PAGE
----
Salesforce: global online sales reach an all time high
Global CRM leader - Salesforce has released its latest Cyber Week insights. The company analysed global shopping behaviour of over one billion global shoppers on the Salesforce Customer 360 platform.
In the insights report Salesforce identified that global online sales have reached an all time high, with a new record of US$270bn (up 36% compared to 2019). This is reported to be driven by new shopping behaviours as a result of COVID-19 and reduced store holiday hours and traffic.
Top US insights from the report:
- Total online sales in the US reach US$60bn (up 29% compared to 2019), as well as a 22% increase in consumers who participated in Cyber Week compared to 2019
- Those that offered cubside, drive through and in-store pickup options saw 32% higher online sales growth compared to retailers that didin’t
- Social media platoforms drove 10% of US trafifce to commerce websites, specificly driving 4% of digital roder during Cyber Week
- Average discount rates started at 28% in the US on November 26th averaging at 29% on Cyber Monday, this was driven by new insentives to encourage safety and early holiday spending from home
- Artificial inteligence (AI)’s role in online sales continues to increase, with personalised product recommendations views increasing by 69% during Cyber Week
- Digital sales globally powered by Commerce Cloud grew by 41% on Thanksgiving, 42% on Black Friday, and 31% on Cyber Monday
- With a large proportion of holiday going virutal, agents - as a result - interacted wit h128% more cases on Black Friday compared to 2019
“We are blown away by the record growth driven by our customers this holiday season. The Salesforce Customer 360 delivers a scalable platform that enables our global customers to deliver personalized digital experiences. This powerful combination resulted in millions of orders placed and billions of dollars transacted for our customers around the world,” commented Adam Blitzer, EVP & GM, Salesforce Digital.
How changing your company's software code can prevent bias
Two-third of tech professionals believe organizations aren’t doing enough to address racial inequality. After all, many companies will just hire a DEI consultant, have a few training sessions and call it a day.
Wanting to take a unique yet impactful approach to DEI, Deltek, the leading global provider of software and solutions for project-based businesses, took a look at and removed all exclusive terminology in their software code. By removing terms such as ‘master’ and ‘blacklist’ from company coding, Deltek is working to ensure that diversity and inclusion are woven into every aspect of their organization.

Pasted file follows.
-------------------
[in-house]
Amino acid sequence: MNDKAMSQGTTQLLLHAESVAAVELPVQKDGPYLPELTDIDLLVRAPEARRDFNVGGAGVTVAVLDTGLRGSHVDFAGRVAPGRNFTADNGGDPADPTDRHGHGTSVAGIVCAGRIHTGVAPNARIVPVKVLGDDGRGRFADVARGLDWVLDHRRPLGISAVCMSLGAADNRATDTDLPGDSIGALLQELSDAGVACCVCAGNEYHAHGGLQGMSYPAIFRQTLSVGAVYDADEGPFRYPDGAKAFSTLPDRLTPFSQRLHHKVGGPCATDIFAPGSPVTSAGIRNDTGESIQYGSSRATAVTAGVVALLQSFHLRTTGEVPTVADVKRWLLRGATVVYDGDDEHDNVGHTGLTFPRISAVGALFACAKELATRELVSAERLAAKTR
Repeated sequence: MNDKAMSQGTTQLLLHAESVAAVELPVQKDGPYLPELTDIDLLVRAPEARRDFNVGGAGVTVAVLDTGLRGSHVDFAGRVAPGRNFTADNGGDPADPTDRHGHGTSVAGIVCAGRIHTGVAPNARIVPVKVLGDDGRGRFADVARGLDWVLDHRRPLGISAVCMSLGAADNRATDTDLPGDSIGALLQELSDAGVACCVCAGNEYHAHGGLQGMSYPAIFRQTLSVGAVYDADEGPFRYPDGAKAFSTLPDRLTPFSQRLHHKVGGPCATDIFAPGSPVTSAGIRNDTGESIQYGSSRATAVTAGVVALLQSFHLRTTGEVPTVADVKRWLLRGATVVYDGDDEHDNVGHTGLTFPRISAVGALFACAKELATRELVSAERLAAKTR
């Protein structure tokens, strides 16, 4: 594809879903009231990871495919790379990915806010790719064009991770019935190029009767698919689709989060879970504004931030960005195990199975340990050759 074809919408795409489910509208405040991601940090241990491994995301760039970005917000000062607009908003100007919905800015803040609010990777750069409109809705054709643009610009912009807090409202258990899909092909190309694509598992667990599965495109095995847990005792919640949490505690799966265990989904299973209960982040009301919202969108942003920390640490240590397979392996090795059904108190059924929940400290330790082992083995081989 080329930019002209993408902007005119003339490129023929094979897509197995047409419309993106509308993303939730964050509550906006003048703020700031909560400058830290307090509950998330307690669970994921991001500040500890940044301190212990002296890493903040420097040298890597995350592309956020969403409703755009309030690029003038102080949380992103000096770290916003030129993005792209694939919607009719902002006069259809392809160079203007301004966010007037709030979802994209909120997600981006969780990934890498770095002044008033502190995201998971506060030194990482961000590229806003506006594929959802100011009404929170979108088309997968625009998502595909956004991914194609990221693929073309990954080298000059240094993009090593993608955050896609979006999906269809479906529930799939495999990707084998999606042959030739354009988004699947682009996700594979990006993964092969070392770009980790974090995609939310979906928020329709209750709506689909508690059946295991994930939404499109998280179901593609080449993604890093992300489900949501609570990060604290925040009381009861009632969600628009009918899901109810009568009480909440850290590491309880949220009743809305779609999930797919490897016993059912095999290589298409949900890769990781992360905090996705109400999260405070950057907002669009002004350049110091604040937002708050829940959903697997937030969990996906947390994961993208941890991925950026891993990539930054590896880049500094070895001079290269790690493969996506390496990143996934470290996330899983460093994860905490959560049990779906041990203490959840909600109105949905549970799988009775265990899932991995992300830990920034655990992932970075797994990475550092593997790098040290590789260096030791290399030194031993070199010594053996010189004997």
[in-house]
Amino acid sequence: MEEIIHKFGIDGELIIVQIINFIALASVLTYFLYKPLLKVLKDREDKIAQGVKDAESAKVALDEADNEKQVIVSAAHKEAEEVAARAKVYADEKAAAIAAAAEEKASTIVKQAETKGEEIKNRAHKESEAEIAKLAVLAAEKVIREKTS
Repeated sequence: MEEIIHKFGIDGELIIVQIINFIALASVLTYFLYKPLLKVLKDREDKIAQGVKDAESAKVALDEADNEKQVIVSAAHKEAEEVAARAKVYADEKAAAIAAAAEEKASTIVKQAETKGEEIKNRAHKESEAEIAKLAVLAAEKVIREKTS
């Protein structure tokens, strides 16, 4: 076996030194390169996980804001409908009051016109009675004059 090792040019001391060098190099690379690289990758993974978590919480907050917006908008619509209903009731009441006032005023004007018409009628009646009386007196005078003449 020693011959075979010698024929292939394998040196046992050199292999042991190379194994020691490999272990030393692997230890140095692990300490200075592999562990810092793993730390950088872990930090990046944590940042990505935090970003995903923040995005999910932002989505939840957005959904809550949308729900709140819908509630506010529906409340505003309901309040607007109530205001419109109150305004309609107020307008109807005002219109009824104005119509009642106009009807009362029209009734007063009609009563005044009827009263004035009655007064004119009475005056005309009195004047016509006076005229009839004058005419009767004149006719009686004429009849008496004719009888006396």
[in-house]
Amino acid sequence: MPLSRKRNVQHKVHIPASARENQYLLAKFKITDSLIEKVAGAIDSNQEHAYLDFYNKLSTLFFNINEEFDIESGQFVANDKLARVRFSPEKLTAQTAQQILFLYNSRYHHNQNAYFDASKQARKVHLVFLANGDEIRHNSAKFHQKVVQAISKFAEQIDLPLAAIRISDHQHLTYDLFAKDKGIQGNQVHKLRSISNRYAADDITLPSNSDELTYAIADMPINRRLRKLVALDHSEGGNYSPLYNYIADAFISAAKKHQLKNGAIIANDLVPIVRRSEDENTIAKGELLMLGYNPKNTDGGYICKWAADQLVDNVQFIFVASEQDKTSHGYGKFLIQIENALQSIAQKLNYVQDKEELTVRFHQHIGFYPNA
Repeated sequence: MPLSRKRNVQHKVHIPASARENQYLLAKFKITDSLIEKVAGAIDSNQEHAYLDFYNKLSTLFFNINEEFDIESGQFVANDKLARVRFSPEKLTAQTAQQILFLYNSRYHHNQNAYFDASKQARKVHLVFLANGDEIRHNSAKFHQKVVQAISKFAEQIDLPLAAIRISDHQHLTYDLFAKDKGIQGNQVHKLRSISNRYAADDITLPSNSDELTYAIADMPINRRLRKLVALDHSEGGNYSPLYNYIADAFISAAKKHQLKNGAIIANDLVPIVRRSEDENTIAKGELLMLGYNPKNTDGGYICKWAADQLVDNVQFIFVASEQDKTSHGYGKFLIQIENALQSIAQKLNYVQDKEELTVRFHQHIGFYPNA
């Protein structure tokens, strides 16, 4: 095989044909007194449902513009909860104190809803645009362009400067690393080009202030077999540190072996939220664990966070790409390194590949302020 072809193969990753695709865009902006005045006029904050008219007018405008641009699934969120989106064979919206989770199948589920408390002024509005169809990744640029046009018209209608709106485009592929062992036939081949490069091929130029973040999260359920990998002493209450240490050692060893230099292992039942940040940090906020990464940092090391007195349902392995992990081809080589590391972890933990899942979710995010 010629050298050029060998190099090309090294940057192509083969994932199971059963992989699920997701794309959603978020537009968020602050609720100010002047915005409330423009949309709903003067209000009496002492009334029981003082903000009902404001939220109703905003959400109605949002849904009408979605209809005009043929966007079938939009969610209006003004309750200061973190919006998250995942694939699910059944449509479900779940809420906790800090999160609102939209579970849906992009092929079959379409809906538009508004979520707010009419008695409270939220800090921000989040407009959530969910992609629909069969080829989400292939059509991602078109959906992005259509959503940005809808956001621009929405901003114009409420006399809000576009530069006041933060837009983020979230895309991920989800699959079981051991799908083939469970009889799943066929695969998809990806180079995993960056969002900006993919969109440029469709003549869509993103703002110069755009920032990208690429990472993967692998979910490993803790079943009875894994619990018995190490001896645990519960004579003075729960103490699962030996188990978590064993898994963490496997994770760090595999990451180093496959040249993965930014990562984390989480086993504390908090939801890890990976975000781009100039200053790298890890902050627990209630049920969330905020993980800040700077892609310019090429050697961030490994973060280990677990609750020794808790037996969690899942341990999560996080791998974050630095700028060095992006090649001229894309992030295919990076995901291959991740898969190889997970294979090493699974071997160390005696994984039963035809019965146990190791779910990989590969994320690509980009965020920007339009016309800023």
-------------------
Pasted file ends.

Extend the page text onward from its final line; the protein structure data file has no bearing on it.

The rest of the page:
Business Chief North America talks to Lisa Roberts, Senior Director of HR and Leader of Diversity & Inclusion at Deltek to find out more.
Why should businesses today care about removing company bias within their software code?
We know that words can have a profound impact on people and leave a lasting impression. Many of the words that have been used in a technology environment were created many years ago, and today those words can be harmful to our customers and employees. Businesses should use words that will leave a positive impact and help create a more inclusive culture in their organization
What impact can exclusive terms have on employees?
Exclusive terms can have a significant impact on employees. It starts with the words we use in our job postings to describe the responsibilities in the position and of course, we also see this in our software code and other areas of the business. Exclusive terminology can be hurtful, and even make employees feel unwelcome. That can impact a person’s desire to join the team, stay at a company, or ultimately decide to leave. All of these critical actions impact the bottom line to the organization.
Please explain how Deltek has removed bias terminology from its software code
Deltek’s engineering team has removed biased terminology from our products, as well as from our documentation. The terms we focused on first that were easy to identify include blacklist, whitelist, and master/slave relationships in data architecture. We have also made some progress in removing gendered language, such as changing he and she to they in some documentation, as well as heteronormative language. We see this most commonly in pick lists that ask to identify someone as your husband or wife. The work is not done, but we are proud of how far we’ve come with this exercise!
What steps is Deltek taking to ensure biased terminology doesn’t end up in its code in the future?
What we are doing at Deltek, and what other organizations can do, is to put accountability on employees to recognize when this is happening – if you see something, say something! We also listen to feedback our customers give us and have heard their feedback on this topic. Those are both very reactive things of course, but we are also proactive. We have created guidance that identifies words that are more inclusive and also just good practice for communicating in a way that includes and respects others.
What advice would you give to other HR leaders who are looking to enhance DEI efforts within company technology?
My simple advice is to start with what makes sense to your organization and culture. Doing nothing is worse than doing something. And one of the best places to start is by acknowledging this is not just an HR initiative. Every employee owns the success of D&I efforts, and employees want to help the organization be better. For example, removing bias terminology was an action initiated by our Engineering and Product Strategy teams at Deltek, not HR. You can solicit the voices of employees by asking for feedback in engagement surveys, focus groups, and town halls. We hear great recommendations from employees and take those opportunities to improve.